It fell to Norwich MP and Economic Secretary to the Treasury, Chloe Smith, to reply on behalf on the government. She agreed high fuel prices hurt but didn't offer anything new.

"The government has listened to motorists," she said. "Duty at the pumps has been frozen for 16 months and pump prices are now 10p lower thanks to this government's actions."

She said there was a review under way into the possible reform of Vehicle Excise Duty. When it came to the competitiveness of the oil market, she added the Office of Fair Trading was undertaking a review of pump prices in Scotland but a cut in duty this August seemed out of the question.

Many MPs accept a cut in duty is only a short-term solution to what has become a long-term problem.

"The trouble is that we take 1p off fuel one day and the next day the oil companies add it to the price, we need to come up with a new way of pricing fuel," one MP later told me.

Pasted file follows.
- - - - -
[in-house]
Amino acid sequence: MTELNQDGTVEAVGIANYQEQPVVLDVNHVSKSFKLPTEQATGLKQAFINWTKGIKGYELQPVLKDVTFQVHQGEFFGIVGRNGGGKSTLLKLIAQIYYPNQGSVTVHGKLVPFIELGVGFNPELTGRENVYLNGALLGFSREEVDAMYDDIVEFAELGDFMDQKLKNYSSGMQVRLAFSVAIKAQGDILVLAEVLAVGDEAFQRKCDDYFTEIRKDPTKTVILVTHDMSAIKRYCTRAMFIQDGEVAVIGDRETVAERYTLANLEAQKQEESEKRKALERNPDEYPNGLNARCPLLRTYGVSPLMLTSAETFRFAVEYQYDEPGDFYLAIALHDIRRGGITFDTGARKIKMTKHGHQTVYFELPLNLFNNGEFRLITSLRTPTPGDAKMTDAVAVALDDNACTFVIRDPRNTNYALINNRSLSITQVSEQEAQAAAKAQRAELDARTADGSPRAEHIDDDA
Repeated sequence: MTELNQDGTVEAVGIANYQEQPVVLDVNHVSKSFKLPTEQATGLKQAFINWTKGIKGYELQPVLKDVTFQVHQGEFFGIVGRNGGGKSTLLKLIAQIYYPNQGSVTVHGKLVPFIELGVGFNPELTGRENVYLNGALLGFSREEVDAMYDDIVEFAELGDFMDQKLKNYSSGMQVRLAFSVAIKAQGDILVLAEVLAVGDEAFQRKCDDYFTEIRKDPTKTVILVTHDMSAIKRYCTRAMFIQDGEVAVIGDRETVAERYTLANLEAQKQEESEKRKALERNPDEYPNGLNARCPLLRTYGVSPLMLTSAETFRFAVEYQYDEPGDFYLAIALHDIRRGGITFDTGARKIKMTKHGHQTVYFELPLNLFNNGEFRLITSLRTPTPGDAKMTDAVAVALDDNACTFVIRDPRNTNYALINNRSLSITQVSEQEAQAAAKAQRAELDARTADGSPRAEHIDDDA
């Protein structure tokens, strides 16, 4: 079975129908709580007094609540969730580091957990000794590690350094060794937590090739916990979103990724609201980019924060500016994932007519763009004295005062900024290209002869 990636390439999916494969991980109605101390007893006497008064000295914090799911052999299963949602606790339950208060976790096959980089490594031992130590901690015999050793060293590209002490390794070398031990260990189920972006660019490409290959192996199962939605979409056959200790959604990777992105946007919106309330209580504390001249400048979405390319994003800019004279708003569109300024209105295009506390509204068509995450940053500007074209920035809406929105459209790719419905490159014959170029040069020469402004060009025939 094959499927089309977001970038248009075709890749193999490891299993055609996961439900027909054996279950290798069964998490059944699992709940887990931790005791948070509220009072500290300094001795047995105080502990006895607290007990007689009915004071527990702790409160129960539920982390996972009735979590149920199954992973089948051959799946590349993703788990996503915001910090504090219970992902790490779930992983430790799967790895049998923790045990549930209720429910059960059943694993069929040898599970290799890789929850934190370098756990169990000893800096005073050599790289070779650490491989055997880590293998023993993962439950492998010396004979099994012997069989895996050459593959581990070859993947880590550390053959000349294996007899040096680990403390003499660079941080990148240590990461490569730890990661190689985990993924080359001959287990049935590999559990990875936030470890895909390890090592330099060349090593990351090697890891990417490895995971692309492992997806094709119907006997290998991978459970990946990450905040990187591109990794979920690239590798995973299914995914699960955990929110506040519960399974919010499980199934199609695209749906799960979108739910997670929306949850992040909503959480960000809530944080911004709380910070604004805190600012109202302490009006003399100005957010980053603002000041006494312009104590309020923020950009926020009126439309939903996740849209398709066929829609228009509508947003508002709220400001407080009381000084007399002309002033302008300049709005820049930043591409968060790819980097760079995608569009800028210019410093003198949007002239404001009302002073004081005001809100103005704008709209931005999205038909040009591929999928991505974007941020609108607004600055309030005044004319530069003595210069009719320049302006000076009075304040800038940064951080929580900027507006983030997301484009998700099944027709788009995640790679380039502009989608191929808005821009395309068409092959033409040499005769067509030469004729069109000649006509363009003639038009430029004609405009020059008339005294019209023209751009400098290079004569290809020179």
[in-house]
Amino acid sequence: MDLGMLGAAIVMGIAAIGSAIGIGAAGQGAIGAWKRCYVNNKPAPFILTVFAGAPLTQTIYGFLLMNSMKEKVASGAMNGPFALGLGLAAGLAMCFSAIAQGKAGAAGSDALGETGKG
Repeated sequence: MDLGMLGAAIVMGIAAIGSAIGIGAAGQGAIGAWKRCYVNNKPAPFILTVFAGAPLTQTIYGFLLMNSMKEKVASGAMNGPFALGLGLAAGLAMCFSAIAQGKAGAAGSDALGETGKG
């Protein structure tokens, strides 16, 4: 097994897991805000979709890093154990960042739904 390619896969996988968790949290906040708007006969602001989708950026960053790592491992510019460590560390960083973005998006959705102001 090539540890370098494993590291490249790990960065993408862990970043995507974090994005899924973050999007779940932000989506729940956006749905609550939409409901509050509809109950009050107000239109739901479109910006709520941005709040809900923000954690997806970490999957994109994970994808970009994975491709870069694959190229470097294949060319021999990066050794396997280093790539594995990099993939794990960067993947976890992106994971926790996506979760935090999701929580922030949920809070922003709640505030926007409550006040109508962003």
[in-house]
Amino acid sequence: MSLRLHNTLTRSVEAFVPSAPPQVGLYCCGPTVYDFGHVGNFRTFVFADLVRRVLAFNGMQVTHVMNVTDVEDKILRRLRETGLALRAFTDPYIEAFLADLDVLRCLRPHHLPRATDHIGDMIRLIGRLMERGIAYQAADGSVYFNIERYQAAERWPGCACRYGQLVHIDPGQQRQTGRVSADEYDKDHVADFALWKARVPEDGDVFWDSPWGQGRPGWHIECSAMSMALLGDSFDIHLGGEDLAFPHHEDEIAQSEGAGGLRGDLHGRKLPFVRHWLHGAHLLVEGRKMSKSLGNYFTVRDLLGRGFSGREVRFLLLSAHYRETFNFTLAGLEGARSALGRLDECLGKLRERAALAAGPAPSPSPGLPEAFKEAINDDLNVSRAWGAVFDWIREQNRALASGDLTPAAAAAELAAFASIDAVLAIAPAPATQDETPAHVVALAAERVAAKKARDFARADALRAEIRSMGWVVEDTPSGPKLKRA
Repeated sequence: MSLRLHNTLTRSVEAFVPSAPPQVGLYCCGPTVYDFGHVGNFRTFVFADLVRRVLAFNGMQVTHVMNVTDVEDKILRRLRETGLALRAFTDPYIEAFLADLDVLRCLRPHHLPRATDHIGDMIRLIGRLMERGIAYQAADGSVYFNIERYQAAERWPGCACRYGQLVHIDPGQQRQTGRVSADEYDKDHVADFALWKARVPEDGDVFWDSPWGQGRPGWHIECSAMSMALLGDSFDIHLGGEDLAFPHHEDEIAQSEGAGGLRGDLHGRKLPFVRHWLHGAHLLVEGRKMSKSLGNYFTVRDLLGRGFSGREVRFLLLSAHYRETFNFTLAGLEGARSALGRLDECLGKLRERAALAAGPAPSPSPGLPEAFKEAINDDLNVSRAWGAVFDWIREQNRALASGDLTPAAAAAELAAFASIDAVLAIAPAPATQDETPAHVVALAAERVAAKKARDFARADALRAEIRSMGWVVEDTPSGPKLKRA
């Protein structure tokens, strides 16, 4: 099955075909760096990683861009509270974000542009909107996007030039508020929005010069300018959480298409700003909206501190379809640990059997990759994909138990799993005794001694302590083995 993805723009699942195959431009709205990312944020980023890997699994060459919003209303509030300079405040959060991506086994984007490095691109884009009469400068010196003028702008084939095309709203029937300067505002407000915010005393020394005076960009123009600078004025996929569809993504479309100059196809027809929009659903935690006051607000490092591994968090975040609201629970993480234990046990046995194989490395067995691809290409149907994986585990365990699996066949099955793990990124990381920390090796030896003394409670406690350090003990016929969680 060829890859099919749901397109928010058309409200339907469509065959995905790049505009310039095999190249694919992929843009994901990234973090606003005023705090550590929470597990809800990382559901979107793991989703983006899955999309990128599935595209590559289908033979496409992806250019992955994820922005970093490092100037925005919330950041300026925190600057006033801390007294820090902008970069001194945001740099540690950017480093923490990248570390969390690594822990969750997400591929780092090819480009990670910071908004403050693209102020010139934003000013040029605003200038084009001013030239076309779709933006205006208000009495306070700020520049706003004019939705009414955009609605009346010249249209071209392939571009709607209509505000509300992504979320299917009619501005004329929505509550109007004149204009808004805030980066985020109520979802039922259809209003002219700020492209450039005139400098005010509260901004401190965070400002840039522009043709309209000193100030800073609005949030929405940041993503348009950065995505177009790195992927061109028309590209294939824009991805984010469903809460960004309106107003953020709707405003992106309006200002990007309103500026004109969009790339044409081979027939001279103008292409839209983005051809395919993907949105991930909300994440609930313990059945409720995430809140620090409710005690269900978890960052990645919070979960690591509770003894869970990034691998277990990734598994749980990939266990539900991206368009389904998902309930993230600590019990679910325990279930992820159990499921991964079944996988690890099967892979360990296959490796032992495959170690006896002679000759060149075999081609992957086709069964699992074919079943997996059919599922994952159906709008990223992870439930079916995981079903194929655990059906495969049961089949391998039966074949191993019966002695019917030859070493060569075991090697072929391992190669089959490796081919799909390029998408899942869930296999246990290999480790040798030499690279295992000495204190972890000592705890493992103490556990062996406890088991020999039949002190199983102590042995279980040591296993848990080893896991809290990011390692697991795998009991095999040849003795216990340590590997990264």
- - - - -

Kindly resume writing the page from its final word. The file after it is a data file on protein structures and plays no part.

For now Mr Halfon will keep his campaign going

A new online petition has been launched and he's planning to speak on the subject extensively over the next few months in the hope - albeit a distant hope - the government will once again change its mind.

Deborah McGurran, Political editor, East of England Article written by Deborah McGurran Deborah McGurran Political editor, East of England

Truss to cabinet table in reshuffle

Elizabeth Truss, MP for South West Norfolk, is promoted to secretary of state for the environment in the government reshuffle that also promoted several other East Anglian MPs.

Read full article


This entry is now closed for comments

Jump to comments pagination
  • rate this

    Comment number 36.

    i'd use the bus, but to get to work which is about 10 miles away is a 2 hour bus journey. i'd use my pushbike, but that about 3 hrs then. and cycling is not fun in the rain or snow. so it has to be a car.

    sure i'll move closer to work, but i can't afford the housing costs.

  • rate this

    Comment number 35.